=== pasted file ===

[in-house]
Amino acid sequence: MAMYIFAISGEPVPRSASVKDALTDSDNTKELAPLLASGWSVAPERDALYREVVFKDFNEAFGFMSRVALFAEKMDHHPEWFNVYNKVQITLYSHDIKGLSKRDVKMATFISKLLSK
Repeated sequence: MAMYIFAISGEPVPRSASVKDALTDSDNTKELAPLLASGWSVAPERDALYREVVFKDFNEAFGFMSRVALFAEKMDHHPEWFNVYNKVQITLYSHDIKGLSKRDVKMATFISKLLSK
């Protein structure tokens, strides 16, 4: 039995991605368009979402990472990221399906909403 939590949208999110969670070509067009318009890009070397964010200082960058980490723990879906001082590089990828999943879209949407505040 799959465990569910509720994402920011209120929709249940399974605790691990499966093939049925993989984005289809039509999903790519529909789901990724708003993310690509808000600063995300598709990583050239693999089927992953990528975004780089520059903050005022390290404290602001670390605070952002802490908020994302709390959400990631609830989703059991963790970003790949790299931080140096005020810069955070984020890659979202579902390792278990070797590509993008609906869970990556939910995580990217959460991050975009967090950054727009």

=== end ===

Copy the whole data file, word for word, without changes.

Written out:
[in-house]
Amino acid sequence: MAMYIFAISGEPVPRSASVKDALTDSDNTKELAPLLASGWSVAPERDALYREVVFKDFNEAFGFMSRVALFAEKMDHHPEWFNVYNKVQITLYSHDIKGLSKRDVKMATFISKLLSK
Repeated sequence: MAMYIFAISGEPVPRSASVKDALTDSDNTKELAPLLASGWSVAPERDALYREVVFKDFNEAFGFMSRVALFAEKMDHHPEWFNVYNKVQITLYSHDIKGLSKRDVKMATFISKLLSK
């Protein structure tokens, strides 16, 4: 039995991605368009979402990472990221399906909403 939590949208999110969670070509067009318009890009070397964010200082960058980490723990879906001082590089990828999943879209949407505040 799959465990569910509720994402920011209120929709249940399974605790691990499966093939049925993989984005289809039509999903790519529909789901990724708003993310690509808000600063995300598709990583050239693999089927992953990528975004780089520059903050005022390290404290602001670390605070952002802490908020994302709390959400990631609830989703059991963790970003790949790299931080140096005020810069955070984020890659979202579902390792278990070797590509993008609906869970990556939910995580990217959460991050975009967090950054727009």